Leader-member exchange is when a relationship is created between task behavior and relationship behavior (Graeff, 1997). Leader-member exchange originates from research and literature on transformational leadership. The formalization of the Leader-member Exchange theory stems from “Vertical Dyad Linkage (VDL), a notion developed by Dansereau, Graen, and Haga in 1975, with their paper, “A Vertical Dyad approach to leadership within formal organizations” (Avolio, Walumbwa, & Weber, 2009). Leader-member exchange theory asserts that relationships between leader and follower will likely motivate followers to commit to organizations and leaders’ goals. This type of leadership is said to potentially elevate knowledge sharing between leader and follower. Leader-member exchange and knowledge sharing are considered to be positively linked with creative work involvement. In business, employees tend to enjoy a leader-member exchange relationship with high-quality. This type of leadership allows employees to engage in open and creative work processes and encourages climate perceptions (Hassanzadeh, 2014). A leader-member exchange relationship requires both leader and follower to agree and accept shared goals that will fulfill mutual interest (Graen, & Uhl-Bien, 1995; Hassanzadeh, 2014).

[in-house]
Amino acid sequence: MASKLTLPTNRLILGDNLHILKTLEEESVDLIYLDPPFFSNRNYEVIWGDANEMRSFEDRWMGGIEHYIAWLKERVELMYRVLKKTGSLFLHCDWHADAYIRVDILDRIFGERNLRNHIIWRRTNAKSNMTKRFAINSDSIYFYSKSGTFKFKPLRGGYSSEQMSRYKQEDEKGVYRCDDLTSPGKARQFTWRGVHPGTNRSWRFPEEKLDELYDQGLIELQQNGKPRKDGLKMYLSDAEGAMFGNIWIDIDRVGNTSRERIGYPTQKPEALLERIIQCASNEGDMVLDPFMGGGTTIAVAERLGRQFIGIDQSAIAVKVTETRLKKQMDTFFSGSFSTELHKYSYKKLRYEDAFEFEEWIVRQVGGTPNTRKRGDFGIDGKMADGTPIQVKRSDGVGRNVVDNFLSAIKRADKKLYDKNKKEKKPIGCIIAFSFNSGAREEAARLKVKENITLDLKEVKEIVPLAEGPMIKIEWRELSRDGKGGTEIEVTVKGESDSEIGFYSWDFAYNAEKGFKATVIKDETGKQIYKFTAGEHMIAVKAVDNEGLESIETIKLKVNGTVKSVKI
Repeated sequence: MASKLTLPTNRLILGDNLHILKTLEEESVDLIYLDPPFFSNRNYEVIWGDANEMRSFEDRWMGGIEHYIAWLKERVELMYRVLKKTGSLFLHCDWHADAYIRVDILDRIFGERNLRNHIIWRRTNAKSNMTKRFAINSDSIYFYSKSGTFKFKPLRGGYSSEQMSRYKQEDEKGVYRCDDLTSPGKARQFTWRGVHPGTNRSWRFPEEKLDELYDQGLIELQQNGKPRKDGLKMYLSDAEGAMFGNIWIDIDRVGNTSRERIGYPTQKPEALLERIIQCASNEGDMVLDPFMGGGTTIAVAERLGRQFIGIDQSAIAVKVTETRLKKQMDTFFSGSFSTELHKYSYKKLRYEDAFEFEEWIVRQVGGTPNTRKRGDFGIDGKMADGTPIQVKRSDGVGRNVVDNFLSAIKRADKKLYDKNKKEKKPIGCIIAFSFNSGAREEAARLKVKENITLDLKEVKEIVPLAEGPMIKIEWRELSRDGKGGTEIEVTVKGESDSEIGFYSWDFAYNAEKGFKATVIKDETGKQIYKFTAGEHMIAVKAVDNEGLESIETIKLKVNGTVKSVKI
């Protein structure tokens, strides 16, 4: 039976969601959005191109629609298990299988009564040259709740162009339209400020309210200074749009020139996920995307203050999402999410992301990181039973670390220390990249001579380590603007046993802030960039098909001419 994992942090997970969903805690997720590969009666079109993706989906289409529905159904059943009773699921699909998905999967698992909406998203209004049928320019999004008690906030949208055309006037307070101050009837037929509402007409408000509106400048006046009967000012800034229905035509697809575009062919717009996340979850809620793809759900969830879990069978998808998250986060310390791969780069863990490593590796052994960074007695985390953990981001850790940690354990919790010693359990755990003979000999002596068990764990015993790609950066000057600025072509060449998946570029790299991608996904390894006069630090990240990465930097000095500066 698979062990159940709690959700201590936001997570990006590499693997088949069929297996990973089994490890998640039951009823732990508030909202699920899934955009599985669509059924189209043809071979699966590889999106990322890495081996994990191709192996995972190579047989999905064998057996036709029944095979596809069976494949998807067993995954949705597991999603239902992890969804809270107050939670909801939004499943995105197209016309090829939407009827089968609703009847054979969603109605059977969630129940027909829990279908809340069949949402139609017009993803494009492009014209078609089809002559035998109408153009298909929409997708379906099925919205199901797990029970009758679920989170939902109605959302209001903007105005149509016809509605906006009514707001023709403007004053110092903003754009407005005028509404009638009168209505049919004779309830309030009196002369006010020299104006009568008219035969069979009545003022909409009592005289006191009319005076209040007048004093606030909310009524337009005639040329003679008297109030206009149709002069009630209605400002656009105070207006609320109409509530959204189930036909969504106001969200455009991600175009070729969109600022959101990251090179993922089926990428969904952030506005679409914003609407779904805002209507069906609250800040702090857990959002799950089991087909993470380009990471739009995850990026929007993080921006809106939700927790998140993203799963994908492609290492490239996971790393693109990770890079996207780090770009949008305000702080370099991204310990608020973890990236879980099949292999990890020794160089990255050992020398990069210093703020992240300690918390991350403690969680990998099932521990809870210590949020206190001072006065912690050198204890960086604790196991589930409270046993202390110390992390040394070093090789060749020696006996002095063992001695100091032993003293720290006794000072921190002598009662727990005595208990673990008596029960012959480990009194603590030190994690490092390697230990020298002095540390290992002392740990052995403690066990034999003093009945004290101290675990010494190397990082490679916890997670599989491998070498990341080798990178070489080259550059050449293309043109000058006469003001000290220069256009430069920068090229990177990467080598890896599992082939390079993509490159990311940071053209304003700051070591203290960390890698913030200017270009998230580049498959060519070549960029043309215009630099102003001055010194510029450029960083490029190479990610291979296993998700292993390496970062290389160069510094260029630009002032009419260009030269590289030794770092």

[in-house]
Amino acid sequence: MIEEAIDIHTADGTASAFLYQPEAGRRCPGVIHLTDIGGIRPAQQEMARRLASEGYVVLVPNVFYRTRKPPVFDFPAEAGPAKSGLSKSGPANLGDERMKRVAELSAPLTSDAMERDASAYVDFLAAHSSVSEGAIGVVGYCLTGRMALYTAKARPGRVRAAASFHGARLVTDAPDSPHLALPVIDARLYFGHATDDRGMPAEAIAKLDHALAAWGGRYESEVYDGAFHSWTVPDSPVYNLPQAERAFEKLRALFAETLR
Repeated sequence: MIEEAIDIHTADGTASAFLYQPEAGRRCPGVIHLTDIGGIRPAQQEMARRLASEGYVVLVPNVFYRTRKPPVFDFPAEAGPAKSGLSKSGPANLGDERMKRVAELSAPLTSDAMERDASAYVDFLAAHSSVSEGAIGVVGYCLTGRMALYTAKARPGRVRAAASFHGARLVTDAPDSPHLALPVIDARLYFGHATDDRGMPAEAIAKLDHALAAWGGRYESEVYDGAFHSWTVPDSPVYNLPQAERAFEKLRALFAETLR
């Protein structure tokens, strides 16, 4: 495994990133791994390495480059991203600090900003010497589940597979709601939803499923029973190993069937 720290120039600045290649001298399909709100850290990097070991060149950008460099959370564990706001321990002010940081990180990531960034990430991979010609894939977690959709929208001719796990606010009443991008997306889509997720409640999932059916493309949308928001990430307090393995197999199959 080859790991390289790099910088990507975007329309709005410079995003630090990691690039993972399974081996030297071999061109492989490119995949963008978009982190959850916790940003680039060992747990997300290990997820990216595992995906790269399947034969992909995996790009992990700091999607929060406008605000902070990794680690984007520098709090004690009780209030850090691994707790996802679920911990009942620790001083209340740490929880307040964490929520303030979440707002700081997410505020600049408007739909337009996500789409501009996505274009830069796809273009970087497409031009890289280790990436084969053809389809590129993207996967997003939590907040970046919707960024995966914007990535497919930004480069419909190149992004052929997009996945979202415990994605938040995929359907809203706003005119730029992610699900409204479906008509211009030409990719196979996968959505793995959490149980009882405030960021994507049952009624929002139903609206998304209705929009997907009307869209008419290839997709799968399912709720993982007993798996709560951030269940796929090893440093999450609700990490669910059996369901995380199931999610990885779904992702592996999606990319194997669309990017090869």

Leader-member exchange theory focuses on the relationship between the leader and follower (Northouse, 2013). The theory is that followers and leaders develop exchange relationships that positively alter the impact of organizational outcomes. A leader-member exchange occurs when leaders and followers develop a relationship that results in mutual interest being satisfied (Avolio, Walumbwa, & Weber, 2009). Within organizations, there are considered hierarchy’s labeled as in-group and out-groups. The groups are determined by how well the leader and follower work together. Followers that are favored by the leader are placed into the in-group, and followers that are not favored by the leader our placed within the out-group. To become favored, the follower must express their organizational dedication to the leader by exchanging activities that go beyond the normal job description (Northouse, 2013, p. 163). A leader-member exchange relationship is not designed to intentionally create inequalities. However, the style and favor system has created a questionable situation. (Northouse, 2013, p. 171)
Dr. Elijah Clark (December 3, 2014). Leader-Member Exchange [Web log post]. Retrieved from http://elijahclark.com/leader-member-exchange/